• Page 109 covers the Teradata agreement. It seems that there’s less going on than originally envisioned, in that Teradata made a nonrefundable prepayment far greater than turns out to have been necessary for subsequent work actually done. That could produce a sudden revenue spike or else positive revenue restatement as of February, 2015.
  • Page F-10 has a table showing revenue from Hortonworks’ biggest customers (Company A is Microsoft and Company B is Yahoo).
  • Pages F37-38 further cover Hortonworks’ relationships with Yahoo, Teradata and AT&T.

Correction notice: Some of the page numbers in this post were originally wrong, surely because Hortonworks posted an original and amended version of this filing, and I got the two documents mixed up.  A huge Thank You goes to Merv Adrian for calling my attention to this, and I think I’ve now fixed them. I apologize for the errors!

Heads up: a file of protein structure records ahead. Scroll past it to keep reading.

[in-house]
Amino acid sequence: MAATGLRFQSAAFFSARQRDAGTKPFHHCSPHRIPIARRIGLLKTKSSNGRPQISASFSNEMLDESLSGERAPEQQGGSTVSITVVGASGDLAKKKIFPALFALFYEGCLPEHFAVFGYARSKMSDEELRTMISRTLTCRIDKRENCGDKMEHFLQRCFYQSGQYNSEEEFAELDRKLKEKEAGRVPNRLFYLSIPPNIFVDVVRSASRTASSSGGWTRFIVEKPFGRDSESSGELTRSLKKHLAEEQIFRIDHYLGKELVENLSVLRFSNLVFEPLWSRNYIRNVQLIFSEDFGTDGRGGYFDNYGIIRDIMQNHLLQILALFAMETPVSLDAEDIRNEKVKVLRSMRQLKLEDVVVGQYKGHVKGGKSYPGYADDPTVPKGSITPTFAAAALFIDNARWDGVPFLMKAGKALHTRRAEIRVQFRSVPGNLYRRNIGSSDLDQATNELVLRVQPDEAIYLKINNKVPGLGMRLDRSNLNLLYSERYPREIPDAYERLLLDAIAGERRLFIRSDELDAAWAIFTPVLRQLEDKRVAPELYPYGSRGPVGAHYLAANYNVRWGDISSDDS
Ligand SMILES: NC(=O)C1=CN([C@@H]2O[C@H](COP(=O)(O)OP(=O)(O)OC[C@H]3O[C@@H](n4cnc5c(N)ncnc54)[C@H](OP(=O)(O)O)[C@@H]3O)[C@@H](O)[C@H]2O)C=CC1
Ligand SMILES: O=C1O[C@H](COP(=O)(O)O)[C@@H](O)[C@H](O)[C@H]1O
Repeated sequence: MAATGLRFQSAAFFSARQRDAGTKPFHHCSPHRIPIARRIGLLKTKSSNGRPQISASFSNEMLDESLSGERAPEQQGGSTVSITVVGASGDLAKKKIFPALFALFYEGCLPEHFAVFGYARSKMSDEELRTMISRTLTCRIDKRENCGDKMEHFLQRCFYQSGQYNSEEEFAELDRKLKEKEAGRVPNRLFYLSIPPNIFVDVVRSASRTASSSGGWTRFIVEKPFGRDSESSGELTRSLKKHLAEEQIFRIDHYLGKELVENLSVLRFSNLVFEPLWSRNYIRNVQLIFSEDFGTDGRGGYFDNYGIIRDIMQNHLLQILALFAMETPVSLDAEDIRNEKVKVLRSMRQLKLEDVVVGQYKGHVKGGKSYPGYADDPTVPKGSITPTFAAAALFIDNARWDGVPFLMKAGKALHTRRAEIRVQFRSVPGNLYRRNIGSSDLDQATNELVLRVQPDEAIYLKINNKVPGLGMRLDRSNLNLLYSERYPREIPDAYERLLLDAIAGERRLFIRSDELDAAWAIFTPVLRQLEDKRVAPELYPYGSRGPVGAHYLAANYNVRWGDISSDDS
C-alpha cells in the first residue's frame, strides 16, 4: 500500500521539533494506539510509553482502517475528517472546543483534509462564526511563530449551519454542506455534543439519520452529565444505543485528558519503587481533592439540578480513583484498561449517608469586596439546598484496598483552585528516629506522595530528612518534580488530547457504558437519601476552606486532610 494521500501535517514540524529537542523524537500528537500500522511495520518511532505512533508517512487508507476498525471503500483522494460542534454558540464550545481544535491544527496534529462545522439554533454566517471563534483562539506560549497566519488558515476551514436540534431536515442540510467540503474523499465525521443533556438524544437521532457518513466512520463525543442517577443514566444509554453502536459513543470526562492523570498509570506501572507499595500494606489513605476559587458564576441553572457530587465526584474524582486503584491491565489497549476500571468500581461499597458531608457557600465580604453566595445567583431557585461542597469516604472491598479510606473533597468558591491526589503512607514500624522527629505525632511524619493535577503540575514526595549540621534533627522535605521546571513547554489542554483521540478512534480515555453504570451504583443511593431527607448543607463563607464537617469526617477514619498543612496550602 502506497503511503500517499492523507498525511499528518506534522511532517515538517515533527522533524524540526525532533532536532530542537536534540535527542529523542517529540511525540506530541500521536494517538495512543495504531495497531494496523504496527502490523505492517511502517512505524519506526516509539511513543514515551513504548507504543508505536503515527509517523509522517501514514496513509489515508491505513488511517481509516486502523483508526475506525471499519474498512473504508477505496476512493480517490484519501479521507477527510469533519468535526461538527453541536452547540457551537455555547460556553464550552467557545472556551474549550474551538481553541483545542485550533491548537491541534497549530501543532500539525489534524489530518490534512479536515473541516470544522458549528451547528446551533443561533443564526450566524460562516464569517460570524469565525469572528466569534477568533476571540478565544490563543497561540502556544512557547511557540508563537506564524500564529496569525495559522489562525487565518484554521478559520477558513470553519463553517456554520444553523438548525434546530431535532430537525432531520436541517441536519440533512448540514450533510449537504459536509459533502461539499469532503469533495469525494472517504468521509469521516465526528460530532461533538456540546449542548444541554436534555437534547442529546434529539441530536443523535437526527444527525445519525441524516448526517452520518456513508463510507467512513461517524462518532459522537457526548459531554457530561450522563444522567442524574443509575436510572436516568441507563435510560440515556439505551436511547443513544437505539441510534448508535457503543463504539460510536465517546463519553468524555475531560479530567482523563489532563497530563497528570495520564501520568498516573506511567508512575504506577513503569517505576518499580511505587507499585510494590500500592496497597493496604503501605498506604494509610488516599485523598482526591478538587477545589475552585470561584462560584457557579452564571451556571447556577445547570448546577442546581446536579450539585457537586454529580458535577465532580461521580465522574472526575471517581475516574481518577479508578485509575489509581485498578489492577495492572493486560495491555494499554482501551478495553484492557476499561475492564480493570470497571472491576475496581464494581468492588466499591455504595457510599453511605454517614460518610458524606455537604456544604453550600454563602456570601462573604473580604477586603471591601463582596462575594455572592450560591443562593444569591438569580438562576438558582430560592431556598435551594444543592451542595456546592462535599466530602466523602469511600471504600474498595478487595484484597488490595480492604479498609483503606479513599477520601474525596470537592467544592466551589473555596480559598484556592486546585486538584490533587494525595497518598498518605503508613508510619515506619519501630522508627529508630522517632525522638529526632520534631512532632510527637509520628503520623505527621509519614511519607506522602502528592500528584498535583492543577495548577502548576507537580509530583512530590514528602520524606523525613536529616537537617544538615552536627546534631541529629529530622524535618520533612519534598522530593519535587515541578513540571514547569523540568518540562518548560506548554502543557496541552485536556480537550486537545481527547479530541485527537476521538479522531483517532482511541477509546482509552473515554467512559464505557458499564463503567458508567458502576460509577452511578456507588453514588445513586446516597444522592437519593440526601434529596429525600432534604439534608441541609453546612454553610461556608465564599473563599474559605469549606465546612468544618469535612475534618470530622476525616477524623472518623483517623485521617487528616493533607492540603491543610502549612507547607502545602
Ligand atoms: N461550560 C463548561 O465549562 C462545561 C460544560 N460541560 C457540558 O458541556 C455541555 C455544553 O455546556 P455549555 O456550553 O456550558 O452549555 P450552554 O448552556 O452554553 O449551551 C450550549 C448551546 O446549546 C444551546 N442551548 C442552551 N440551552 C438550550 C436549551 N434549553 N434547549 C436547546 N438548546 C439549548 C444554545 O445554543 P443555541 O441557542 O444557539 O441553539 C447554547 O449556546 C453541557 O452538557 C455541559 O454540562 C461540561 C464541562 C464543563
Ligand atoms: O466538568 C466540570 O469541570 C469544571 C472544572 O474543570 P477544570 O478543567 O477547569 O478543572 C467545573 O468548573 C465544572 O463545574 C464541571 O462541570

Related links

Categories: Other

Thoughts and notes, Thanksgiving weekend 2014

Sun, 2014-11-30 19:48

I’m taking a few weeks defocused from work, as a kind of grandpaternity leave. That said, the venue for my Dances of Infant Calming is a small-but-nice apartment in San Francisco, so a certain amount of thinking about tech industries is inevitable. I even found time last Tuesday to meet or speak with my clients at WibiData, MemSQL, Cloudera, Citus Data, and MongoDB. And thus:

1. I’ve been sloppy in my terminology around “geo-distribution”, in that I don’t always make it easy to distinguish between:

  • Storing different parts of a database in different geographies, often for reasons of data privacy regulatory compliance.
  • Replicating an entire database into different geographies, often for reasons of latency and/or availability/ disaster recovery,

The latter case can be subdivided further depending on whether multiple copies of the data can accept first writes (aka active-active, multi-master, or multi-active), or whether there’s a clear single master for each part of the database.